Systemic Lupus Erythematosus and Antiphospholipid Antibody Syndrome

Peggy Lin, MD, Tania J. Phillips, MD, FRCPC

Disclosures

Wounds. 2002;14(6) 

In This Article

Presentation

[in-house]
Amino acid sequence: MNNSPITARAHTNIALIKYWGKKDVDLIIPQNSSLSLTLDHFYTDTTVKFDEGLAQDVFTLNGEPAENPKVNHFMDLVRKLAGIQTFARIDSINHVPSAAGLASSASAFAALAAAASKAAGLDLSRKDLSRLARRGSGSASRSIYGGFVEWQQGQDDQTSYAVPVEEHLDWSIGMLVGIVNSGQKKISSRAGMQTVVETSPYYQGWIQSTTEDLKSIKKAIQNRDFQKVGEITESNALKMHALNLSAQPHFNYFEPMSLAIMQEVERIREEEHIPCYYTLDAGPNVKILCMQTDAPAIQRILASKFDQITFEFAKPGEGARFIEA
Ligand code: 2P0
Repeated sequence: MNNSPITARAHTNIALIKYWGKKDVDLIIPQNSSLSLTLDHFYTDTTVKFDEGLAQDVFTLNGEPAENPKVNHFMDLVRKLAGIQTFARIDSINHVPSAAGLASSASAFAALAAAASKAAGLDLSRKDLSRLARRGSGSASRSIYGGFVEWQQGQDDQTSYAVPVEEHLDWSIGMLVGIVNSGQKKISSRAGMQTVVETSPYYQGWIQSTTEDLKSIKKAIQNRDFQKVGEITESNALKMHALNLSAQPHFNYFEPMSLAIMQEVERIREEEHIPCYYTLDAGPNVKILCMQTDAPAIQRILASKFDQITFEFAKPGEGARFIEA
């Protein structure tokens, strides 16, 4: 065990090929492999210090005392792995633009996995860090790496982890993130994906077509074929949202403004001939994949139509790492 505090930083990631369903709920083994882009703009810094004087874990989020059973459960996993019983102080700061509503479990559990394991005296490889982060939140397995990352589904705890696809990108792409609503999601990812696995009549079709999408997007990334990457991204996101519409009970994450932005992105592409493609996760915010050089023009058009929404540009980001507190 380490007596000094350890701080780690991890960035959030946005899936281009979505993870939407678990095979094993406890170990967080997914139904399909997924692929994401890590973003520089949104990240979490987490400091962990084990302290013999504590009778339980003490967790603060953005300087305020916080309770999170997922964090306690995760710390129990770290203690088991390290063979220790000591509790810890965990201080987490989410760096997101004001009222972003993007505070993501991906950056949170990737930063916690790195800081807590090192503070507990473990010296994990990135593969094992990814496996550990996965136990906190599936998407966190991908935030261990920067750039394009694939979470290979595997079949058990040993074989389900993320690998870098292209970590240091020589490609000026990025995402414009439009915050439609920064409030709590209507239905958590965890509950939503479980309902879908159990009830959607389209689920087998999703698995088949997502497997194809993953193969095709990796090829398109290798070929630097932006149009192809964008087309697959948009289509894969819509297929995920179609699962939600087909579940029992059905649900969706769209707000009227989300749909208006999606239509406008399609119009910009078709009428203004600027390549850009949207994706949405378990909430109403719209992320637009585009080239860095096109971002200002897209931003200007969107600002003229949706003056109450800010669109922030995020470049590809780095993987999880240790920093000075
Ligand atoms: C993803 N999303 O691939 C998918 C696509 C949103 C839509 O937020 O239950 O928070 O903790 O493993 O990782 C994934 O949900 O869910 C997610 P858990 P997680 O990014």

A 40-year-old Caucasian woman with systemic lupus erythematosus presented with a 10-day history of blisters on her right shin. The blisters were filled with a clear fluid and were painful. She noted surrounding erythema and warmth around the blisters but denied fevers or chills. She did not have any blisters in her mouth or on her genitalia. She treated the area with hydrocortisone valerate cream and had been started on minocycline by her primary care physician. Her other medications included methotrexate, chloroquine, warfarin, celecoxib, folic acid, and acetaminophen. She was adopted and unaware of any family history of blistering disease. Her main manifestations of systemic lupus erythematosus were fatigue and mouth sores, as well as joint pains in her knees and hands. She has had a history of renal disease, alopecia, and butterfly rash. She has also had two prior episodes of deep venous thromboses and a history of a leg ulcer, which healed but was complicated by cellulitis.

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